as it did shortly after the 9/11 attacks. He also reiterated
Nepalese appreciation of USG diplomatic support. The COAS
said
that the King remains committed to the multiparty system and
would hold local elections first, before national elections.
(Note: He did not provide a timeline. End Note.)

Should national elections take place first, the winning party
would
try to influence elections at the local level, something the
present government wants to avoid.

General Thapa also highlighted the need for some local
representation at the grass roots level. With the local
bodies dissolved, only administrators, drawn from outside the
local area, are running the local governments.



6. (C) Nepal's Integrated Security and Development Program
(ISDP): General Thapa termed ISDP in Gorkha a success (Note:
Gorkha is the only area still implementing ISDP following the
imposition of the emergency in November 2002. End Note.), but
said there were several problems with resources and basic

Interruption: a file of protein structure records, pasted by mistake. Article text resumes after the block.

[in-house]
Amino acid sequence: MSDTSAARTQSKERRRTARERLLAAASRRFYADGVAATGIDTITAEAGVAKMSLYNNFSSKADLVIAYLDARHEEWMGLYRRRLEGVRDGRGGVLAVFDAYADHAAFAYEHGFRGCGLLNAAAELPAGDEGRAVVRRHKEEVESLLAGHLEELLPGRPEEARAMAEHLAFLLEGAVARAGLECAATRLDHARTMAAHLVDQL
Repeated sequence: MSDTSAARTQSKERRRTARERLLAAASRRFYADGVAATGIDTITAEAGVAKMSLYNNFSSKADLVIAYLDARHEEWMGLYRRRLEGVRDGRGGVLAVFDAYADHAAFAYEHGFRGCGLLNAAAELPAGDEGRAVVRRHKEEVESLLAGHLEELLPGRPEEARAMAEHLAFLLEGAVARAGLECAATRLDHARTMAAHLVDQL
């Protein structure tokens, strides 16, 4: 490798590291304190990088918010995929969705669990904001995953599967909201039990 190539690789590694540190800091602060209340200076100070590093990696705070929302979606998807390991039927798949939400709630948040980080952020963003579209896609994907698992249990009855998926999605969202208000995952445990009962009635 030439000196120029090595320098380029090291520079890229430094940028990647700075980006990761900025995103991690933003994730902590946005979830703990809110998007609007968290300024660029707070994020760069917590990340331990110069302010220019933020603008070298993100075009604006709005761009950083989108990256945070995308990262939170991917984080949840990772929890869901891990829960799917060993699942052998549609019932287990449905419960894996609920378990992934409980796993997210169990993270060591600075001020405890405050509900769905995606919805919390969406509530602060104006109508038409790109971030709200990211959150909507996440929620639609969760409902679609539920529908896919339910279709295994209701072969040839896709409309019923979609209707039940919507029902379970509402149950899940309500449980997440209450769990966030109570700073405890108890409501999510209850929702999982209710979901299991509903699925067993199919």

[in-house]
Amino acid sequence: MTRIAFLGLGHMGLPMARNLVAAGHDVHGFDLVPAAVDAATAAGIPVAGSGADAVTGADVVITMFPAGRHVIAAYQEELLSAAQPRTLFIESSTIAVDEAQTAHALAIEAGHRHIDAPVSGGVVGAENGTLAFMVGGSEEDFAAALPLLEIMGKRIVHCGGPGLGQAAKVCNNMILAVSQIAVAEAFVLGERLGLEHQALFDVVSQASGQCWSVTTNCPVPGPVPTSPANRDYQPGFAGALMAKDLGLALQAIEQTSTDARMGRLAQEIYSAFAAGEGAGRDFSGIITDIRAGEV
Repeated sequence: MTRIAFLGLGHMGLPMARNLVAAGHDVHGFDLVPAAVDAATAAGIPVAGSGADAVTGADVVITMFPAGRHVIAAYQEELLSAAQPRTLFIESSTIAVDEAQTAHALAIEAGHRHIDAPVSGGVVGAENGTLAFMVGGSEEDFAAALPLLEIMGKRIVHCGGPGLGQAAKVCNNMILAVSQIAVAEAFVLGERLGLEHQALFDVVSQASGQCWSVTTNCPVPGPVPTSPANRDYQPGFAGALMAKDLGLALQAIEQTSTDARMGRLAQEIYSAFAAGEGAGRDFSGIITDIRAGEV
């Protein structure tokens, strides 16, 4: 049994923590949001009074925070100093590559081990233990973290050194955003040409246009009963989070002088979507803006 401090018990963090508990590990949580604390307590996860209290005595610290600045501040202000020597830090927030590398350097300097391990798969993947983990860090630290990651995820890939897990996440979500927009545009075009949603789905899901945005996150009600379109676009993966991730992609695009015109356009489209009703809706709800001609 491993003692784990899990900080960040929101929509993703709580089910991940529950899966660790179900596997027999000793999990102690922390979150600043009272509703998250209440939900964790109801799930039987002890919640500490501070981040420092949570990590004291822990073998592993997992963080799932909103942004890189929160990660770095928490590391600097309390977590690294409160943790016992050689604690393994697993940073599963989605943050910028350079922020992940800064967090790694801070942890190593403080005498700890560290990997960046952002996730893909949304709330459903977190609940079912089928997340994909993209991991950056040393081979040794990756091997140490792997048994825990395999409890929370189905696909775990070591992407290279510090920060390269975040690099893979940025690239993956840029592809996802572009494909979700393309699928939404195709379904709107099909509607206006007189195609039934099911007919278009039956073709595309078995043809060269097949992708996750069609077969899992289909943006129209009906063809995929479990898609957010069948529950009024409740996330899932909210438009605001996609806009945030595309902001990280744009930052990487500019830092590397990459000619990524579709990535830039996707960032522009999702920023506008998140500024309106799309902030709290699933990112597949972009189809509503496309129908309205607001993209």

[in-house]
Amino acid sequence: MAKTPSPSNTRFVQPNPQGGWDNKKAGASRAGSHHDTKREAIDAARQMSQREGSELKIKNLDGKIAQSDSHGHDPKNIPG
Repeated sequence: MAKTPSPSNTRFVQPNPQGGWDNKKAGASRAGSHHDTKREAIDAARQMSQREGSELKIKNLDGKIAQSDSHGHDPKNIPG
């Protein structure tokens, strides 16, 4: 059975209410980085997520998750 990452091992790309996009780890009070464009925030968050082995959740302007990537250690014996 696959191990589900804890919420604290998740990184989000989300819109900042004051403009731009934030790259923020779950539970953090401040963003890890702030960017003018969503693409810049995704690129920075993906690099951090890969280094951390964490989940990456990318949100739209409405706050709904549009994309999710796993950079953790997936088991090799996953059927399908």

good
governance that had to be improved in future ISDP programs.
The biggest problem has been not in the realm of security but
in that of development programming. Development money in
sufficient
amounts never arrived in Gorkha from the central government.
Seventy irrigation projects were never completed, and
additional
road construction, critical to improving living standards for
the people, were not even started.

Those that were started, were never completed. General Thapa
replied that, despite the lack of resources, the Army has
used its resources and what little the government did provide
to restart uncompleted road and other projects. Thapa said
that the Army has been able to do projects for less than half
the cost of the civilian administrators. He was optimistic
that the new government
would remedy the situation but believed that, in the future,
the Army would be more involved in development. DAS Camp
asked
what the potential strain on the army would be when it did
both
development and security.

General Thapa said that the Army would continue to use its
civilian-oriented engineer capability but, for the most part,
would only organize the civilians who do the work. When
asked about future ISDP locations, General Thapa said the
districts of Bardia, Ramechhap, Dang and around the city of
Trisuli.



7. (C) ISDP Strategy re-look: The COAS believed that the ISDP
strategy might have to change from focusing on the worst
areas
that require a huge amount of resources to propping up the
weaker districts, in particular those districts around
Kathmandu. For the worst affected areas in the west, the